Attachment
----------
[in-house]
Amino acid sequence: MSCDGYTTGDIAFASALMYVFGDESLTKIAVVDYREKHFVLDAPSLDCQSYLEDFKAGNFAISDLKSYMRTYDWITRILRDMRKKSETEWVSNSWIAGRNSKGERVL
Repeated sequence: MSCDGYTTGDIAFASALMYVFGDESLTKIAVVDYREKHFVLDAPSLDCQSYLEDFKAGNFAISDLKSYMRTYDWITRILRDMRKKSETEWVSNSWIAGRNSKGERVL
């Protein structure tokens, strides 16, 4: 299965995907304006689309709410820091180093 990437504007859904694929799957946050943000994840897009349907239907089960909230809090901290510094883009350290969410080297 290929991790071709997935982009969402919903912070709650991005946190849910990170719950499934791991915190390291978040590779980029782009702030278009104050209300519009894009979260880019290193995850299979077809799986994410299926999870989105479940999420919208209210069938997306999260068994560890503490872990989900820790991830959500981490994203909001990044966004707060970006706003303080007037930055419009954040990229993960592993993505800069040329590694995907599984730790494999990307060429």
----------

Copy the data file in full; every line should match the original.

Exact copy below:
[in-house]
Amino acid sequence: MSCDGYTTGDIAFASALMYVFGDESLTKIAVVDYREKHFVLDAPSLDCQSYLEDFKAGNFAISDLKSYMRTYDWITRILRDMRKKSETEWVSNSWIAGRNSKGERVL
Repeated sequence: MSCDGYTTGDIAFASALMYVFGDESLTKIAVVDYREKHFVLDAPSLDCQSYLEDFKAGNFAISDLKSYMRTYDWITRILRDMRKKSETEWVSNSWIAGRNSKGERVL
């Protein structure tokens, strides 16, 4: 299965995907304006689309709410820091180093 990437504007859904694929799957946050943000994840897009349907239907089960909230809090901290510094883009350290969410080297 290929991790071709997935982009969402919903912070709650991005946190849910990170719950499934791991915190390291978040590779980029782009702030278009104050209300519009894009979260880019290193995850299979077809799986994410299926999870989105479940999420919208209210069938997306999260068994560890503490872990989900820790991830959500981490994203909001990044966004707060970006706003303080007037930055419009954040990229993960592993993505800069040329590694995907599984730790494999990307060429």